Prebiotics: their benefits and how to incorporate them into your usual dishes

Surely you have heard of prebiotics and probiotics, two components of many foods that are favorable for our intestinal flora. Today we dedicate a few lines to the first ones, we tell you about their benefits and how to incorporate them into your usual dishes.

What are prebiotics

The term prebiotic has been used for more than 20 years, however, it was not until 2016 when 12 scientists met that an agreement was reached on the definition of prebiotic, considering as such any substrate that the host's microorganisms selectively use. to provide a health benefit.

Unlike probiotics, prebiotics are not live bacteria or microorganisms present in food or in our body, but are substances that serve as substrates for them and many of them are dietary fibers.

It is essential that they are substances or components that are used by our intestinal flora in favor of health, that is, that they cause benefits when used as a substrate.

The benefits of prebiotics

The beneficial effect of prebiotics is largely indirect, by favoring the care of the intestinal flora and thus benefiting health by stimulating its immune, digestive and other functions.

But also because they are not digested and receive the fermentation of intestinal bacteria, prebiotics can be helpful to regulate intestinal transit, helping not only to reverse constipation or prevent diarrhea, but also to treat intestinal diseases mediated by inflammatory processes such as irritable bowel syndrome or Crohn's disease.

On the other hand, prebiotics could contribute to the prevention of metabolic diseases such as diabetes or obesity, since as a study published in the British Journal of Nutrition points out, their intake reduces blood glucose and insulin after ingestion as well as favors satiety, so its consumption could also be beneficial when losing weight.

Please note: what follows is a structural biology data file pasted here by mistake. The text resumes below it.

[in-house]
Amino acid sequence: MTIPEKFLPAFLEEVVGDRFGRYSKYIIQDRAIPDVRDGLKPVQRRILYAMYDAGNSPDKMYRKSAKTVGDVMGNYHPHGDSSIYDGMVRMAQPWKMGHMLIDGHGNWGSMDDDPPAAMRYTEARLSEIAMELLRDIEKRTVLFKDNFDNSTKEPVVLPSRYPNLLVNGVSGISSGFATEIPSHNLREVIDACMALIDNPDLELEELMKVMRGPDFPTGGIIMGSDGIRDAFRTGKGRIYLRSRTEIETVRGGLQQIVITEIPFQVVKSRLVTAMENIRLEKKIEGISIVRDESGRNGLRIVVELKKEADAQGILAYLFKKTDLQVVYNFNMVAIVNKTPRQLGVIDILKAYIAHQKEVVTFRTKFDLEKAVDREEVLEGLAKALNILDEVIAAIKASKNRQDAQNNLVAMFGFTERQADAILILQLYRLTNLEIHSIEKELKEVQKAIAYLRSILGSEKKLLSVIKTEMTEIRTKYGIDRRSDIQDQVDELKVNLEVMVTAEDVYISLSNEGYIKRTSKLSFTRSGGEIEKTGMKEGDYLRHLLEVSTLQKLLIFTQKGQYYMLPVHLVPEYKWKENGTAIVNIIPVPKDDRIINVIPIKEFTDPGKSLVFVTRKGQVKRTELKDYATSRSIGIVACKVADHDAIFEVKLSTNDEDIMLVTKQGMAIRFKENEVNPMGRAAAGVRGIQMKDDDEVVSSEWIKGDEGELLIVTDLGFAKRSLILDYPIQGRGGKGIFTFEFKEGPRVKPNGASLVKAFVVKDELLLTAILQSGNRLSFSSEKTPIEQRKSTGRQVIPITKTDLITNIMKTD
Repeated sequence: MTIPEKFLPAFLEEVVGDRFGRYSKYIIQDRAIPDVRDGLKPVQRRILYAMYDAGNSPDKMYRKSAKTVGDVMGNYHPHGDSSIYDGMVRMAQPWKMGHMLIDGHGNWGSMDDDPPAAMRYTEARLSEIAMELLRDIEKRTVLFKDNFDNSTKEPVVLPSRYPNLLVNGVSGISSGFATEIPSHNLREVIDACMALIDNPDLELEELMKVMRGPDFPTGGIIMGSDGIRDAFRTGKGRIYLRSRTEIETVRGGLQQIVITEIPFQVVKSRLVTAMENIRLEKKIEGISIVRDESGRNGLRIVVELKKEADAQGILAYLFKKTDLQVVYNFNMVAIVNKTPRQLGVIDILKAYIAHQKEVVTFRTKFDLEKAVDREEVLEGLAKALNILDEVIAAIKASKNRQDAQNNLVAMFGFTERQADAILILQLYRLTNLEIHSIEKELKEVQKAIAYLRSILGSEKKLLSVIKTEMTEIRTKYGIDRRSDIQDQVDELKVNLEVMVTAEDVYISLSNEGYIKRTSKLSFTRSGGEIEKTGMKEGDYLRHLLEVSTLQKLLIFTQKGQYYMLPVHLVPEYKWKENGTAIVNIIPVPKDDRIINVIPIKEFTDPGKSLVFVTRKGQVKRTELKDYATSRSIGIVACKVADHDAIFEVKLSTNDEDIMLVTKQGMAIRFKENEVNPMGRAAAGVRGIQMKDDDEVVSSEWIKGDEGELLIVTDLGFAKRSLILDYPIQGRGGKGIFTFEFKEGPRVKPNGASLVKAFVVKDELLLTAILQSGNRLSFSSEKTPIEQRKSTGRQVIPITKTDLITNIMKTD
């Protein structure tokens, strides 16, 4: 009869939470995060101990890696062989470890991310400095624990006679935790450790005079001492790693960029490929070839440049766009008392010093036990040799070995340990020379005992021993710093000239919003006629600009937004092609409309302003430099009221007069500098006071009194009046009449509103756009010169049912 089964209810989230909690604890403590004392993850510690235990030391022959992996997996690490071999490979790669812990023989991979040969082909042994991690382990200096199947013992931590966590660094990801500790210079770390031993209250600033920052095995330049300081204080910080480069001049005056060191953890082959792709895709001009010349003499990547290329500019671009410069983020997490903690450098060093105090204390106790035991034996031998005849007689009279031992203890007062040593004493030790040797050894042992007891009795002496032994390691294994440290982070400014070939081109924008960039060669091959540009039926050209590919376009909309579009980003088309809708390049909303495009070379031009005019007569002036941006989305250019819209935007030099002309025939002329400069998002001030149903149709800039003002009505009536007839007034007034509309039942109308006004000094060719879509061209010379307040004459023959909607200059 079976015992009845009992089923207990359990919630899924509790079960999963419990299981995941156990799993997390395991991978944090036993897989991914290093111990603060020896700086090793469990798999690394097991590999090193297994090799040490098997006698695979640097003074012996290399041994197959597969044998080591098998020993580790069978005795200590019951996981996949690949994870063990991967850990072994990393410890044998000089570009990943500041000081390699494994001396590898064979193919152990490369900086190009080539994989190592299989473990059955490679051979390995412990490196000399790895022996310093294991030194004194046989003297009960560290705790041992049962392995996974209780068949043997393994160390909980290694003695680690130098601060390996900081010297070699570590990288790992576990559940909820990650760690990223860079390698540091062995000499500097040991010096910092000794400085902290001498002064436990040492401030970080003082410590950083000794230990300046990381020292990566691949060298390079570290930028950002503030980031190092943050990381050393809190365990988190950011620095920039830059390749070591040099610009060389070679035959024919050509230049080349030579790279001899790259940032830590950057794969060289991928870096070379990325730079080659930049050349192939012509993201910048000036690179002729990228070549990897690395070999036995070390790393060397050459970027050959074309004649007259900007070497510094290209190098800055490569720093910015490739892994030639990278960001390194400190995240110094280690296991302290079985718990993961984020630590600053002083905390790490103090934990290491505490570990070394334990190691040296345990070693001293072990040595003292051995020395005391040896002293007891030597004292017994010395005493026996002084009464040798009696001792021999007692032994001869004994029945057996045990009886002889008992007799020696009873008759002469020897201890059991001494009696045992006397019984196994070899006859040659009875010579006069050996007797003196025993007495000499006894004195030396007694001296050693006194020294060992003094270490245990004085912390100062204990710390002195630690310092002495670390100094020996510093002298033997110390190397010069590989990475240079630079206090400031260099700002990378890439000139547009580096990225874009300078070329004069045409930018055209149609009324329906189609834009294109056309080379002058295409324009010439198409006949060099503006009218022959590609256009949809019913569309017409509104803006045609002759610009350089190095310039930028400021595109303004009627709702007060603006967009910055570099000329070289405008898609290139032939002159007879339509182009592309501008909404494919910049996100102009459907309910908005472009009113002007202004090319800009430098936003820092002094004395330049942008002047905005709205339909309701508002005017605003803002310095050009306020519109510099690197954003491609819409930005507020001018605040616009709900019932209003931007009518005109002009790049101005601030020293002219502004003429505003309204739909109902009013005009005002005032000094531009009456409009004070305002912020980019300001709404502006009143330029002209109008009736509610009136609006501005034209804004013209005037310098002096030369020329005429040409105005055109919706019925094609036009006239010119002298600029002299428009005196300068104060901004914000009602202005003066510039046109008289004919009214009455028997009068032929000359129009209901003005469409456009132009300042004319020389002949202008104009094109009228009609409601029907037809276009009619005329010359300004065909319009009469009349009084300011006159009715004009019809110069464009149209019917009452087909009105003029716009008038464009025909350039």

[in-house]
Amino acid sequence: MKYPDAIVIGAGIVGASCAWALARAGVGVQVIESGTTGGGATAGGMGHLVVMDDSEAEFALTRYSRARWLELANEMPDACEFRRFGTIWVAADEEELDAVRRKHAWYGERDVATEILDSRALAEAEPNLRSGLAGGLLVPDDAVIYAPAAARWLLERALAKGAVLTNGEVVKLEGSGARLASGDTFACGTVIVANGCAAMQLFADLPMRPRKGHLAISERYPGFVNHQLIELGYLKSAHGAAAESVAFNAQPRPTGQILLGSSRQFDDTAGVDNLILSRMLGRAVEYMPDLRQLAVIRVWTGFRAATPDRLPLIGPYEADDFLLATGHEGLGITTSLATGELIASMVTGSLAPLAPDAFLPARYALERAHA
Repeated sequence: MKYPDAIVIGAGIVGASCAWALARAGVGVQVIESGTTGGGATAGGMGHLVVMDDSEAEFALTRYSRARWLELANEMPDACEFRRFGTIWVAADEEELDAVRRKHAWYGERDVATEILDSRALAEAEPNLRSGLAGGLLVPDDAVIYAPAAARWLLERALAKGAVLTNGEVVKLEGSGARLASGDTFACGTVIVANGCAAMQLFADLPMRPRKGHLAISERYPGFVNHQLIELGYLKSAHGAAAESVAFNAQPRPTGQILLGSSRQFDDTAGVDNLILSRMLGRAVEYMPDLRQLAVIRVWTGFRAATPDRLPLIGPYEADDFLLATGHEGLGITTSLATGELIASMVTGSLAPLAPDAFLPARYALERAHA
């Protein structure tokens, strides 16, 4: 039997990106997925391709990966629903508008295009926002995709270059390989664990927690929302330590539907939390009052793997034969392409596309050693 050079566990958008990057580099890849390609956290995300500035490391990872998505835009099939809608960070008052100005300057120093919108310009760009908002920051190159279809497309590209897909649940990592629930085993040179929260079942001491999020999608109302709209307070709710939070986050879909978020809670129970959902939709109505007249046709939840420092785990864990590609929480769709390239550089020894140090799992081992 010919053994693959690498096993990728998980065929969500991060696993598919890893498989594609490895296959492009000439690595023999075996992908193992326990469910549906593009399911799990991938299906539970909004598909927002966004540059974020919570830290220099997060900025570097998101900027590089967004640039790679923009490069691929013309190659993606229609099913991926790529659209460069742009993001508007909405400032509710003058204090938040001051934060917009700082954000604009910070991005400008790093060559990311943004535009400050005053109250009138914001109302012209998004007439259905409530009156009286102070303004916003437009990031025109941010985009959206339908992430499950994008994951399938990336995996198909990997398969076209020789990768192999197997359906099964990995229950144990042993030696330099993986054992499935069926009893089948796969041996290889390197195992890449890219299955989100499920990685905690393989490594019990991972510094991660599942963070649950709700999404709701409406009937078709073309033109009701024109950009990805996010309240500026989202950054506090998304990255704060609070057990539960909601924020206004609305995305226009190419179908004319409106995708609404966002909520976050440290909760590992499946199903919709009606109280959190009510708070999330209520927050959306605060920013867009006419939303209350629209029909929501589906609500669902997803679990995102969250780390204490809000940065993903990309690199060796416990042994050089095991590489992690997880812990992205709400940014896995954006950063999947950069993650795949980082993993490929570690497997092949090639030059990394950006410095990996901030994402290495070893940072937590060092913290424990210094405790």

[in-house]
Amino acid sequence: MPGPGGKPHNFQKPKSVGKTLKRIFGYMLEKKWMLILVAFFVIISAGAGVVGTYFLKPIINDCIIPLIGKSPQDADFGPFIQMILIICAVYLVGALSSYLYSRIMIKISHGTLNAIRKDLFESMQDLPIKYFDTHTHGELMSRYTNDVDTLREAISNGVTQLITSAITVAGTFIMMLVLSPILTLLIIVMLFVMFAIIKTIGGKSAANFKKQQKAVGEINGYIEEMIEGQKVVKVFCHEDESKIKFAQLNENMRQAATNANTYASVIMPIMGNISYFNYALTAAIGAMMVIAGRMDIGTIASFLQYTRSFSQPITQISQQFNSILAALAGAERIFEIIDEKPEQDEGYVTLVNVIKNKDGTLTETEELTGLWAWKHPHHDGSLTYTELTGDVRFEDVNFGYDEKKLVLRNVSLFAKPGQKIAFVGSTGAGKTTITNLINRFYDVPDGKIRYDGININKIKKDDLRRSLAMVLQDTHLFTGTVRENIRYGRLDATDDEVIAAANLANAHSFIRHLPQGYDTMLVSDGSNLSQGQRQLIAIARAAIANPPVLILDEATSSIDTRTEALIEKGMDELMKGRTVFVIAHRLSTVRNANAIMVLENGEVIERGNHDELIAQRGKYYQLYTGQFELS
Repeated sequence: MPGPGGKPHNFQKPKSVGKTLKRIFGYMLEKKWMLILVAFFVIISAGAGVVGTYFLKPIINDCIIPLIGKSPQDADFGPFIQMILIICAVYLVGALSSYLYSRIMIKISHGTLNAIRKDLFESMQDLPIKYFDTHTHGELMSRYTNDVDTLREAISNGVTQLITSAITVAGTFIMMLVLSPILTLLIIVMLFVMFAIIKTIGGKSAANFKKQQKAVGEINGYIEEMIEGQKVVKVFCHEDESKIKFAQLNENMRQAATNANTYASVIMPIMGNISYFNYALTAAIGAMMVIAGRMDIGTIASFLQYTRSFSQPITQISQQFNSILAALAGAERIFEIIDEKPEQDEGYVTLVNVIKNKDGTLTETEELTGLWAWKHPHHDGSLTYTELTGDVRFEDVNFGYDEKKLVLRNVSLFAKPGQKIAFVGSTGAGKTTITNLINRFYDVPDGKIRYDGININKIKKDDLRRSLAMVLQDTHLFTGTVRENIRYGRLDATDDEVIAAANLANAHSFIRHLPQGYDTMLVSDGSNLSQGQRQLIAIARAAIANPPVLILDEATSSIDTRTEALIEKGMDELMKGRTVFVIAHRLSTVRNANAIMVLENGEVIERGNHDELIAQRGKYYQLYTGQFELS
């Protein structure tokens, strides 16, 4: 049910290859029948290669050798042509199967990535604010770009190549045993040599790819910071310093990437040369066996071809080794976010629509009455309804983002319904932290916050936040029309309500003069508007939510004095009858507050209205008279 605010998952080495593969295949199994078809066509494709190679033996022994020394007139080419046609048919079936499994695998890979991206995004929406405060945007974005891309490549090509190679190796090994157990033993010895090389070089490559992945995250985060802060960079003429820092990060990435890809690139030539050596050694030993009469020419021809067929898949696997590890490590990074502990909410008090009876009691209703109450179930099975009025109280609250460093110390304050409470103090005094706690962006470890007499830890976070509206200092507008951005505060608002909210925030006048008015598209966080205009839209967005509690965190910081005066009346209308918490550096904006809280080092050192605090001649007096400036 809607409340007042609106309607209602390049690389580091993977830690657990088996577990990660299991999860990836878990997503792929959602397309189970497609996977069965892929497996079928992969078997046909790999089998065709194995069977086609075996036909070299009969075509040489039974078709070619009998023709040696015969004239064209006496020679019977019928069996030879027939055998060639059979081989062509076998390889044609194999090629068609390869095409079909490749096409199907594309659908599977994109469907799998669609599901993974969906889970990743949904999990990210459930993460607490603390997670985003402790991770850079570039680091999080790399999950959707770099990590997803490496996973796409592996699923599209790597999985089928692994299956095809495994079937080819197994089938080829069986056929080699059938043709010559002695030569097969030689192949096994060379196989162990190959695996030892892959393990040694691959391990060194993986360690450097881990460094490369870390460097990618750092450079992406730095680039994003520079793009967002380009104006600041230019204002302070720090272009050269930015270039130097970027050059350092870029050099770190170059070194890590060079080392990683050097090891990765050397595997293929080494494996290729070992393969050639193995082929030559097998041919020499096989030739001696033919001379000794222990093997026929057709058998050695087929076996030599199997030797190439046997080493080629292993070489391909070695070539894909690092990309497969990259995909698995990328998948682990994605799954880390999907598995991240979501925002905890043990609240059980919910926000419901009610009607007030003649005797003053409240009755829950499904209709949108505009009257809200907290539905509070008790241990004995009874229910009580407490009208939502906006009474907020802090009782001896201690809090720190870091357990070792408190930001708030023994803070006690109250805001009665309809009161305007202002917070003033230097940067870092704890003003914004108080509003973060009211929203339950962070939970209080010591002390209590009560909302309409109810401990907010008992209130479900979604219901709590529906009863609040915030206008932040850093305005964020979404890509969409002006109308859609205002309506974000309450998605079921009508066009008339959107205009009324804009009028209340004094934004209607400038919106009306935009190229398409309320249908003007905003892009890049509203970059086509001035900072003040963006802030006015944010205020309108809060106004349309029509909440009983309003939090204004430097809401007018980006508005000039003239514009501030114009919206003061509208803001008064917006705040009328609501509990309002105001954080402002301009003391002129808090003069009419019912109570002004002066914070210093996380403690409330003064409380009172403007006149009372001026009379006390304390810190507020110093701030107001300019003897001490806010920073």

Likewise, by influencing the composition of our intestinal flora, prebiotics could affect the absorption of nutrients and the extraction of energy, being able to help to maintain weight and avoid being overweight as well as to improve the absorption of calcium as indicated. a review published in 2010.

In this research, the consumption of prebiotics was also associated with a lower risk of allergies and eczema in children as well as with a lower incidence of cancer and infectious diseases, all of this perhaps due to its effect on our intestinal bacteria, which have a fundamental role on the defense system of the organism.

How to add prebiotics to our dishes

According to a study published in Nutrition Research Reviews, prebiotics are all those substances that:

  • They resist gastric acidity as well as gastric digestion and absorption caused by enzymes typical of mammals.
  • They undergo fermentation by our intestinal flora.
  • They stimulate the growth or activity of bacteria in our intestine that benefit health.

Compounds such as inulin, fructooligosaccharides (FOS), lactulose and resistant starch are included under this definition, which we can incorporate into our dishes using ingredients such as those shown below:

  • Asparagus, artichoke and chicory that are rich in inulin.
  • Garlic, onion and leek that are a source of FOS and inulin for our body.
  • Banana, sweet potato and corn that are a source of resistant starch and other oligosaccharides that resist gastrointestinal digestion and absorption.
  • Legumes that are a source of raffinose and stachyose, two types of carbohydrates that are not digested or absorbed, so they are part of what we call resistant starch.
  • Whole grain wheat and derivatives such as wheat bran, wheat germ or whole wheat bread that are a source of resistant starch and inulin.
  • Oats, barley and rye that are a source of various oligosaccharides and inulin that have a prebiotic effect.

Thus, some dishes rich in prebiotics are:

  • Lentil salad with mustard vinaigrette
  • Whole wheat rye bread with sourdough
  • Chickpea cream with leek and mushrooms
  • Punching artichokes
  • Pickled onion
  • Oatmeal cookies and nuts
  • Warm green asparagus salad with poached egg
  • Onion cake and Gruyere cheese
  • Italian wholegrain oatmeal cookies

Image | Pixabay

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